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Meet Our Team Of PTSD Psychiatrists

Overview

Different psychotherapeutic models approach the treatment of PTSD using their unique approach to understanding the disorder.
Cognitive Processing Therapy. It is based on the premise that at the time of the traumatic event being unable to process what happened, the PTSD patient may later come up with incorrect and unhealthy conclusions such as they’re to blame for the event or that they cannot trust anyone. This therapy focuses on identifying them and restructuring them.
Prolonged Exposure Therapy. This therapy focuses on gradually exposing the PTSD patient with unhealthy responses to the trauma such as extreme fear and teaching self-calming techniques in order to help face their fears. This helps them learn that the thoughts and memories related to the trauma are not dangerous and there is no need to avoid them.
Other ways in which a person with PTSD can help themselves recover from it in combination with seeking psychotherapy includes writing. They may choose to write about their life as a whole rather than just the traumatic event. Such writing has been shown to reduce PTSD symptoms, lower blood pressure, and improve depression and anxiety symptoms.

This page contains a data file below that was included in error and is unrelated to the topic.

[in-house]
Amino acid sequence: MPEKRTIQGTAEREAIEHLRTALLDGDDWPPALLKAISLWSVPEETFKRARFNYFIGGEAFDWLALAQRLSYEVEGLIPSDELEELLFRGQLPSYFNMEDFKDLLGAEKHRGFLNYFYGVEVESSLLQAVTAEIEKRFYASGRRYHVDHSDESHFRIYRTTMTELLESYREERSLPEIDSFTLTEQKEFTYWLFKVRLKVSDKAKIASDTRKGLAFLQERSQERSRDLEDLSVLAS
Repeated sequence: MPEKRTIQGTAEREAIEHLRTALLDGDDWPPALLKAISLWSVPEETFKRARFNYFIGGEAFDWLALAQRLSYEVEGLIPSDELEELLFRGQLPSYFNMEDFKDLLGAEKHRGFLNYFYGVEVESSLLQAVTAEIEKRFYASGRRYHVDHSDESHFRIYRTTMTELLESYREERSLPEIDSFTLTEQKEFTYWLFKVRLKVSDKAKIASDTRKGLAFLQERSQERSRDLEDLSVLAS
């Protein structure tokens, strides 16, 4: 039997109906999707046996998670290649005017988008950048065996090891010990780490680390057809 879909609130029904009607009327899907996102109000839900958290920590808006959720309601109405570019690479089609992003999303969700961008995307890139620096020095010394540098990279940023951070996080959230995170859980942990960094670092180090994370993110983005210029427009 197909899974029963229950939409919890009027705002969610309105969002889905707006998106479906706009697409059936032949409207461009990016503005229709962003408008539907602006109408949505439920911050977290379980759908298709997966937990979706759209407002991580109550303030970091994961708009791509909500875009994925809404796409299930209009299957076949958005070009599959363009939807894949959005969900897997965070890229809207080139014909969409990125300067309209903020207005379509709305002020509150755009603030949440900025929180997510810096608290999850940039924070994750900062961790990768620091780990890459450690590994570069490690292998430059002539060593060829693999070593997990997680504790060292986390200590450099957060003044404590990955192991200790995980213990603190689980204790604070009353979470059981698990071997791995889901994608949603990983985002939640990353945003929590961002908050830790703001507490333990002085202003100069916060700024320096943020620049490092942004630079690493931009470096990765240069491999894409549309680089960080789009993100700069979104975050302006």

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How effective is Psychotherapy for PTSD?

Psychotherapy is effective in improving PTSD symptoms, reducing avoidance behaviours, and helping the PTSD patient to gain back their sense of control and functionality back in their lives.

What are the benefits of Psychotherapy for PTSD?

Psychotherapy helps the PTSD patient identify their distorted thinking patterns associated with their traumatic memories, learn strategies to soothe themselves when experiencing distress or negative emotional reactions, face their fears, and learn healthy and constructive ways of thinking about the trauma.

How many numbers of sessions are required?

The number of psychotherapy sessions differs for each individual based on their condition and response to the therapy sessions.